March 5, 2024

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Food review of The Belgian Monk in the Norwich Lanes

4 min read

We found ourselves a table inside the cosy surrounds of the Belgian Monk in Pottergate to find out if it lives up to its reputation. 

Norwich Evening News: The baked camembert starter at the Belgian MonkThe baked camembert starter at the Belgian Monk (Image: Stuart Anderson)READ MORE: Gem of Norwich: What did our restaurant reviewer think?

Drinks-wise, this place is all about the beer. They offer around 50 types – enough for at least two or three visits without trying the same thing twice. 

I ordered the half-pint flight of Petrus (£13.20) – four small pots of draught served on a paddle and oh what a sight to warm the cockles of a beer-lover’s heart!

The Petrus Blond packed a punch at 6.6pc but was nonetheless smooth and springy, while the Petrus Dubble (7pc) punched harder with its darker, sweeter tone. 

Norwich Evening News: The half-pint flight of Petrus at the Belgian Monk in NorwichThe half-pint flight of Petrus at the Belgian Monk in Norwich (Image: Stuart Anderson)READ MORE: Food review: MyMakan Malaysian restaurant in Norwich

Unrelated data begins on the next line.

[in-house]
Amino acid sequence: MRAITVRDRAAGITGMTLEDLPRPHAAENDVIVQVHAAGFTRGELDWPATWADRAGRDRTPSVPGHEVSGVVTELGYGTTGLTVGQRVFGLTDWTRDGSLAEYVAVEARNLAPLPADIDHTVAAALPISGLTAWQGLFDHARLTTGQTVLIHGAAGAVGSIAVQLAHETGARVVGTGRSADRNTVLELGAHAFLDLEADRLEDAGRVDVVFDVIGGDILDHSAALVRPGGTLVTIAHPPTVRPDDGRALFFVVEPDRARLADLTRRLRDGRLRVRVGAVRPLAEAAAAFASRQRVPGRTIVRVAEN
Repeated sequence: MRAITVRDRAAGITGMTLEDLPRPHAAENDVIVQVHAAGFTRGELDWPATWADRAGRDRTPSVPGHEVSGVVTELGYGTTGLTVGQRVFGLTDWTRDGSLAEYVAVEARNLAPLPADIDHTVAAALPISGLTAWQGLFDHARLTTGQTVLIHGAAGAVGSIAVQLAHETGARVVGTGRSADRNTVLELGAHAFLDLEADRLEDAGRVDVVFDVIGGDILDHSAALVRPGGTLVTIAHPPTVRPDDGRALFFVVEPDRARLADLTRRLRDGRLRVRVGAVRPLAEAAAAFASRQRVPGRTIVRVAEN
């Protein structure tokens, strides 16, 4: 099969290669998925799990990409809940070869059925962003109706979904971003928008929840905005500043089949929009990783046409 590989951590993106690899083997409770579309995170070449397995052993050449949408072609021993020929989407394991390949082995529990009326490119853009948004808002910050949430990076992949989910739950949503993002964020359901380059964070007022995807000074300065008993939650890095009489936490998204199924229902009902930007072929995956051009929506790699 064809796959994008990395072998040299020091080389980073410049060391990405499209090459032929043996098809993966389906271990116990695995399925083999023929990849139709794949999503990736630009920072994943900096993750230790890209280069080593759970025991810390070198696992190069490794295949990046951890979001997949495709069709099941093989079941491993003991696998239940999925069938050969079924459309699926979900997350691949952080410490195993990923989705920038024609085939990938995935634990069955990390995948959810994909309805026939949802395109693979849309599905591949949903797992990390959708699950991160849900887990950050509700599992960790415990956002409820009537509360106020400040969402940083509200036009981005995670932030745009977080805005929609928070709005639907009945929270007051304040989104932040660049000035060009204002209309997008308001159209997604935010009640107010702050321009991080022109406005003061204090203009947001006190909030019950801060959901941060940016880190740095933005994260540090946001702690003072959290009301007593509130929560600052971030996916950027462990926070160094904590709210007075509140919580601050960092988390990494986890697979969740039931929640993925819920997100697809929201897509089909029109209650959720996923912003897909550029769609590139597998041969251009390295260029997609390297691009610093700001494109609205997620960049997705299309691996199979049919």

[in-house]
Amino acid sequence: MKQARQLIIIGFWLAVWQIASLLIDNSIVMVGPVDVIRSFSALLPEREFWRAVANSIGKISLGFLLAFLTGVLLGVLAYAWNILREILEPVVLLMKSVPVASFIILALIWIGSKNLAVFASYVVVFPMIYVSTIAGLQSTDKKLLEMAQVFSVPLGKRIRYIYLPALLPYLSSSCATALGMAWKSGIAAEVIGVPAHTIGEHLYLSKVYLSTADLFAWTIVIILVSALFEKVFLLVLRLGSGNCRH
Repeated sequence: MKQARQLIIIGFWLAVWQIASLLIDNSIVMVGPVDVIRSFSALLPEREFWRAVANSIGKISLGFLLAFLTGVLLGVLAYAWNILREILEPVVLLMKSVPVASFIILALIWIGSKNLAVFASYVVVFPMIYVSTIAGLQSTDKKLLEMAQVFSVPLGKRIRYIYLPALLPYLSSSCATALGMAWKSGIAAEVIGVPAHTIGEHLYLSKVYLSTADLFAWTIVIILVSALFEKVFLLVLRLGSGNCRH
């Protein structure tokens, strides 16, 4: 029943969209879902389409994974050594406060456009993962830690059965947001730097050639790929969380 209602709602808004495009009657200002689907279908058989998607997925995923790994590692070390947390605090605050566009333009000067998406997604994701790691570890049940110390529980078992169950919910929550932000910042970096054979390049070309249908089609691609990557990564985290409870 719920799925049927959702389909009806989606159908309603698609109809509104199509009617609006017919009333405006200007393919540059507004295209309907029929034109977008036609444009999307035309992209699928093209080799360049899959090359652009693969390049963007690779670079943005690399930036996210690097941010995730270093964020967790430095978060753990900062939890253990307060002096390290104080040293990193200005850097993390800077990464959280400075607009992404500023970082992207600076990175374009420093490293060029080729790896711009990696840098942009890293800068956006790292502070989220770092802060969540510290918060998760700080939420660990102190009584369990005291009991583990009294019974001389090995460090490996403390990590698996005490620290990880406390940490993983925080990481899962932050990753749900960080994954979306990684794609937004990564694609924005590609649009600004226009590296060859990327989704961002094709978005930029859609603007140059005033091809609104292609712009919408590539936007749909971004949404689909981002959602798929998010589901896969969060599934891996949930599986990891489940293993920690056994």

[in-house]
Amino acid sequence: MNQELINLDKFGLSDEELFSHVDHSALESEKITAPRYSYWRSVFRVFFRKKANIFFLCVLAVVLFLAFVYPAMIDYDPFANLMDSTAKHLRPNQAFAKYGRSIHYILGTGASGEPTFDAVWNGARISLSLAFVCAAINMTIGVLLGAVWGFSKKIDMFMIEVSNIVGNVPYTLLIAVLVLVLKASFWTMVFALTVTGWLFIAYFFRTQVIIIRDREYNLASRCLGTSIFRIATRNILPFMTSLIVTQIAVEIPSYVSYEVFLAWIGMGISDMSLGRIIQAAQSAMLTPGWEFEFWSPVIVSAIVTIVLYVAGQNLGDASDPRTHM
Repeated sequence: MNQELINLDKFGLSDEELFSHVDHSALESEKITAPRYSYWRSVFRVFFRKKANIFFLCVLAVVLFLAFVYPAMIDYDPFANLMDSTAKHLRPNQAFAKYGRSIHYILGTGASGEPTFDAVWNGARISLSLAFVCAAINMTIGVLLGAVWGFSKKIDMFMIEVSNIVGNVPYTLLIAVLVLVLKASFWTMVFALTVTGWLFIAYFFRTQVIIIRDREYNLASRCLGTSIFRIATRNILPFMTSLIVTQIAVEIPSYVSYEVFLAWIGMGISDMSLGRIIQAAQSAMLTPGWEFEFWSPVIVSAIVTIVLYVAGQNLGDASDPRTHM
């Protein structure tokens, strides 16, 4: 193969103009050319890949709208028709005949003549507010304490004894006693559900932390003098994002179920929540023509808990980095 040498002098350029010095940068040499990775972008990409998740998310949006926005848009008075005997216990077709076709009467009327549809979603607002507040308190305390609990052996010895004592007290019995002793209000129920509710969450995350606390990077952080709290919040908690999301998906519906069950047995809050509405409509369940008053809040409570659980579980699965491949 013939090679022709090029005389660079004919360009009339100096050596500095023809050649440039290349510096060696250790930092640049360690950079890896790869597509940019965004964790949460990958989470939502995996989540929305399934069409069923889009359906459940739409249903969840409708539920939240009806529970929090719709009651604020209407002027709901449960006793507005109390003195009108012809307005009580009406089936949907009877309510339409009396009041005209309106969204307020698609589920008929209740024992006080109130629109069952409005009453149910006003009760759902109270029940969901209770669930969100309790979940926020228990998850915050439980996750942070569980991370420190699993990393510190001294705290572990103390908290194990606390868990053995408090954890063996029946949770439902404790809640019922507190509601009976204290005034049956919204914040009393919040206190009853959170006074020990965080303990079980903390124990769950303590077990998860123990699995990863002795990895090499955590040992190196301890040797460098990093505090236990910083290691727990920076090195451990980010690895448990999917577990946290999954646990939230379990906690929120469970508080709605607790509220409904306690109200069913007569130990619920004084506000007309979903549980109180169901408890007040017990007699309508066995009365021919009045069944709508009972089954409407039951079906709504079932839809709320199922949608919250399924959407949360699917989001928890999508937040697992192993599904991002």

There was also a triple-brewed beer – I think – and an 8.5pc red that packed a malty punch but please don’t take my word on all these details as I was feeling like the proverbial newt by the time I’d got that far.

Bec wrinkled her nose at a taste of the red – strong beer isn’t for everyone – but enjoyed her own tipple, a crisp cheery beer called Ter Dolen Kriek (£5.95 for 33cl). 

We shared a baked camembert as a starter, which seemed expensive at £13.50. We realised the price was fully justified when the dish arrived at the table in all its pipping hot, aromatic glory. The cheese was coated in brazil oil that gave a refreshing, herbal contrast to the cheese, which oozed with rich, earthy flavours.

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The camembert had a warm and gooey consistency but was not overly runny, and before long the dish’s entire contents were demolished. A little more bread would have been appreciated, but other than that, this was pretty much the perfect starter. 

Turning to mains, I chose one of the dishes the Belgian Monk has become famous for in its 22-year history in Norwich – the Tartiflette. 

Norwich Evening News: The Tartiflette at the Belgian Monk in NorwichThe Tartiflette at the Belgian Monk in Norwich (Image: Stuart Anderson)It’s a dish that’s far more fun to eat than it is to pronounce, and apparently, it’s been around for more than 300 years. 

Versions including Espana, Rustic and Traditional are on offer, but I went for one called Francais (£15) which came with wild mushrooms, garlic and parsley. 

The dish is essentially a pan full of well-baked potatoes mixed with a soft French cheese called Reblochon along with onions and cream, and you get a crusty baguette on the side.